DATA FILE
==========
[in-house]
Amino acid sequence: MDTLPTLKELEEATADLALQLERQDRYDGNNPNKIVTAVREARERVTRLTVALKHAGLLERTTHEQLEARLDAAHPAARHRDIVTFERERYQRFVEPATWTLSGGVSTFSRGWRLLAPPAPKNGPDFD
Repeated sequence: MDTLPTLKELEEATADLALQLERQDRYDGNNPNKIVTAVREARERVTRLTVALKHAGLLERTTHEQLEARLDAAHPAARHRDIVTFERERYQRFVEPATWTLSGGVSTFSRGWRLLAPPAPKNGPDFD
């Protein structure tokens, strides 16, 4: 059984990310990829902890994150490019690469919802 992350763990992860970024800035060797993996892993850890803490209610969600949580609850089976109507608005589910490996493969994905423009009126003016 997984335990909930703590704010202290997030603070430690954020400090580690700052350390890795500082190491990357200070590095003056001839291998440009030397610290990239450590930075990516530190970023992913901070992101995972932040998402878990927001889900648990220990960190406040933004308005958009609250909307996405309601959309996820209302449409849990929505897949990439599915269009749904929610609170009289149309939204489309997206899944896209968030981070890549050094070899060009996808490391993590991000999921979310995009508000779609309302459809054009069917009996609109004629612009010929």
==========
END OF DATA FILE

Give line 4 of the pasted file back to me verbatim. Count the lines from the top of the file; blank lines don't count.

């Protein structure tokens, strides 16, 4: 059984990310990829902890994150490019690469919802 992350763990992860970024800035060797993996892993850890803490209610969600949580609850089976109507608005589910490996493969994905423009009126003016 997984335990909930703590704010202290997030603070430690954020400090580690700052350390890795500082190491990357200070590095003056001839291998440009030397610290990239450590930075990516530190970023992913901070992101995972932040998402878990927001889900648990220990960190406040933004308005958009609250909307996405309601959309996820209302449409849990929505897949990439599915269009749904929610609170009289149309939204489309997206899944896209968030981070890549050094070899060009996808490391993590991000999921979310995009508000779609309302459809054009069917009996609109004629612009010929």